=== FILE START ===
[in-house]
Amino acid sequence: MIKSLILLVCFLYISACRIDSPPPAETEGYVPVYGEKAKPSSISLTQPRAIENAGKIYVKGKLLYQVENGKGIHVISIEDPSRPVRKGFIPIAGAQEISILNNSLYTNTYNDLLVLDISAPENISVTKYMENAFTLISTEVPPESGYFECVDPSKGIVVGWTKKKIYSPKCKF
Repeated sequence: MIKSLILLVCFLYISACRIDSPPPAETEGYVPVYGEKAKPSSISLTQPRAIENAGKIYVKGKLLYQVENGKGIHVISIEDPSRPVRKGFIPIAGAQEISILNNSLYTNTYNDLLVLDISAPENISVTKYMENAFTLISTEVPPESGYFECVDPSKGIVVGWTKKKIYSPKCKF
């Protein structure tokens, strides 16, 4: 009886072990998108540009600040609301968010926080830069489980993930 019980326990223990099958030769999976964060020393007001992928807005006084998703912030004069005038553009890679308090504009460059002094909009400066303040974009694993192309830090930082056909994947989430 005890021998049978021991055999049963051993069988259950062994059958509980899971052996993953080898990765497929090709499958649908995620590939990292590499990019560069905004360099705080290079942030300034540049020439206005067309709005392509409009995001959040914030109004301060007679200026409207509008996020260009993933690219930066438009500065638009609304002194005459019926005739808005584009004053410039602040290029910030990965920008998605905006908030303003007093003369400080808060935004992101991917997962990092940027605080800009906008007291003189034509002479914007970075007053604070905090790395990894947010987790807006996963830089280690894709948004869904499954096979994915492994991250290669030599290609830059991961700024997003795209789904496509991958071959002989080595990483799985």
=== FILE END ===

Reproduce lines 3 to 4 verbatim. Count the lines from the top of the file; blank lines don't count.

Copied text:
Repeated sequence: MIKSLILLVCFLYISACRIDSPPPAETEGYVPVYGEKAKPSSISLTQPRAIENAGKIYVKGKLLYQVENGKGIHVISIEDPSRPVRKGFIPIAGAQEISILNNSLYTNTYNDLLVLDISAPENISVTKYMENAFTLISTEVPPESGYFECVDPSKGIVVGWTKKKIYSPKCKF
């Protein structure tokens, strides 16, 4: 009886072990998108540009600040609301968010926080830069489980993930 019980326990223990099958030769999976964060020393007001992928807005006084998703912030004069005038553009890679308090504009460059002094909009400066303040974009694993192309830090930082056909994947989430 005890021998049978021991055999049963051993069988259950062994059958509980899971052996993953080898990765497929090709499958649908995620590939990292590499990019560069905004360099705080290079942030300034540049020439206005067309709005392509409009995001959040914030109004301060007679200026409207509008996020260009993933690219930066438009500065638009609304002194005459019926005739808005584009004053410039602040290029910030990965920008998605905006908030303003007093003369400080808060935004992101991917997962990092940027605080800009906008007291003189034509002479914007970075007053604070905090790395990894947010987790807006996963830089280690894709948004869904499954096979994915492994991250290669030599290609830059991961700024997003795209789904496509991958071959002989080595990483799985």